In Response to New York Mayor de Blasio’s Glass Building Ban
What Can We Learn from the Great Horse Manure Crisis of 1894?
On Earth Day, New York City launched a plan to significantly curb buildings’ greenhouse gas emissions, specifically targeting the glass skyscrapers that have transformed the Manhattan skyline. The City enacted a law requiring large buildings to reduce their emissions or face millions of dollars in annual fines. This will drive renovations on a scale never before seen. And Mayor de Blasio wants to go even further; he said “We are going to introduce legislation to ban the glass and steel skyscrapers that have contributed so much to global warming. They have no place in our city or on our Earth anymore.”
I have some thoughts about this as the CEO of View, a technology company that is transforming buildings to improve people’s health and wellness, while simultaneously reducing energy consumption.
New York City, Morton Street, 1893
First, some history. In the late 1800s, many of the world’s great cities such as London and New York were experiencing a major crisis. New York City was home to more than 150,000 horses that pulled carriages and streetcars. Every year, the horses produced more than 100,000 tons of manure. It piled up in the streets, it stunk, and it became a major environmental and health crisis.
The issue led to the first ever International Urban Planning Conference in New York, but it disbanded without finding a solution. Meanwhile, inventors and entrepreneurs were building the automobile, which replaced horses completely, and solved the problem much faster and better than anyone imagined.
Now, to the current glass building crisis. We spend 90% of our time inside buildings. From a historical perspective, this is a relatively new thing. Humans used to be a completely outdoor species. This wasn’t always good for us. Sometimes, the outdoors were too hot or too cold. Sometimes, we were battered by rain and wind. Sometimes, animals tried to eat us. To protect ourselves, we created shelters.
Modern society has erected walls between humans and the outdoors. We’ve replaced the sun’s natural light with artificial lighting, the sound of the wind and the rustle of leaves with the hum of electricity and the tapping of keyboards. But we’re still the same species. When we get disconnected from the outdoors, we go crazy. There is a lot of science to prove this.
As a materials scientist, I find glass to be magical. It provides shelter and protection, but we can still see through it and connect to the outdoors. When we walk into a space with a lot of windows and daylight it just feels good. This is why today’s buildings use as much glass as possible.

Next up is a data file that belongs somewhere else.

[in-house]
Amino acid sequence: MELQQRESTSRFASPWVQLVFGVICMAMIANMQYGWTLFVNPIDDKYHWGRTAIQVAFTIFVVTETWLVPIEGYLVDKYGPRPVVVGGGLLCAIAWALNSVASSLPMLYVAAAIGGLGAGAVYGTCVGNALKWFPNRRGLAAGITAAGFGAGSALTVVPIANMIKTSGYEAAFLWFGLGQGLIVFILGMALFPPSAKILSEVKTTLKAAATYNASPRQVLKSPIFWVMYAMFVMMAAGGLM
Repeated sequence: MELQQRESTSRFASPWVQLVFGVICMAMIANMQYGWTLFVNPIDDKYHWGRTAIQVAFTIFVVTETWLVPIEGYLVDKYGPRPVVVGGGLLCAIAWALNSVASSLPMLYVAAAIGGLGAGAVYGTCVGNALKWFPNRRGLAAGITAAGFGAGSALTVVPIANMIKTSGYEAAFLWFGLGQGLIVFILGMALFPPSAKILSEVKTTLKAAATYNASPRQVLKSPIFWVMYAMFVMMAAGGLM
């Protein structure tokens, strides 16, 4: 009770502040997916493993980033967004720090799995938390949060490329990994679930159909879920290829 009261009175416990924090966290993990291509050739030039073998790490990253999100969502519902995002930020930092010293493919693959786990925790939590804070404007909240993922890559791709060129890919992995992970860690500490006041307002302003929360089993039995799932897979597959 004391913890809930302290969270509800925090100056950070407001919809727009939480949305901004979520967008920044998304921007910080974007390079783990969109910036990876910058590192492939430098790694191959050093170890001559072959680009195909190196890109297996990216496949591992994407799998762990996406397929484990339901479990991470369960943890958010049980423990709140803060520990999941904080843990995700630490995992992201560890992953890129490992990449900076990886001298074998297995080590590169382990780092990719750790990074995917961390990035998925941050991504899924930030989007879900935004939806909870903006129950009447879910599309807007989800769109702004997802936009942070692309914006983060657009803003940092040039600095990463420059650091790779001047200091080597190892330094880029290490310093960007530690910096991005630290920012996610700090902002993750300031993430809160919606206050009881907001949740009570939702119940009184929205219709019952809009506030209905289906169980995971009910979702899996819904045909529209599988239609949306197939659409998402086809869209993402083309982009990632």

I can appreciate that many environmentalists see glass as the enemy. Glass skyscrapers can be incredibly inefficient. These buildings trap heat like a greenhouse. And they use big air conditioning systems to pull all that heat out. The more glass you design with, the bigger this issue.
And the worst part about traditional glass is that people still aren’t connected to the outdoors because blinds block the views. In 2013, the Urban Green Council released a study showing that 59% of the window area in New York City is covered by blinds.
So where do we go from here? Just as we didn’t get to the car by making a better horse, incremental solutions such as smaller windows, fritted glass or motorized shades aren’t the real answer.
There’s a better way – windows that automatically change their tint, eliminate shades entirely while keeping floor to ceiling glass, and maintain views and connection 100% of the time. Smart glass works to transform both the energy consumption of buildings and the quality of life of the people that live and work inside them.
Boston Logan International Airport with View Smart Glass
Smart glass improves a building’s energy efficiency by up to 20% and helps downsize heating and cooling systems. Moreover, with smart glass, people can work comfortably while sitting close to the windows, increasing the tenant’s usable space, resulting in a significantly lower environmental footprint per person. From an environmental perspective, the most sustainable building is one that doesn’t get built in the first place. What if we can eliminate the need for one out of ten buildings?
A recent study by Alan Hedge, a professor in the Department of Design and Environmental Analysis at Cornell University, showed that smart glass reduces people’s eye strain by 51%, headaches by 63%, and drowsiness by 56% - dramatically increasing employee health and productivity.
Facebook/WeWork buildings with View Smart Glass, Mountain View, CA
Ultimately, buildings are not pieces of art to look at from afar. They exist for people to inhabit, live better lives, and produce goods and services that serve the larger society. Instead of looking at the environmental footprint per square foot of the building, we should be looking at the environmental footprint per unit of output – the value humans are able to create.
Smart glass isn’t just an idea. Over a decade of development and $2 billion of investment later, View’s smart glass is in 500 buildings totaling 50 million square feet of space, and growing very rapidly. Just in New York, our smart glass is being installed in buildings owned by The Durst Organization, GFP Real Estate, Regeneron Pharmaceuticals in Tarrytown, Tompkins Financial in Ithaca, and the Delta Terminal at LaGuardia to name a few.
Too often, humans attribute change to a sense of loss. But we can drive change so that it works better for everyone. This has happened over and over again throughout human history.
We have a unique opportunity to improve people’s quality of life while also benefiting the environment. I would be happy to join the dialogue with the mayor and the real estate community about how we can achieve this ambitious goal.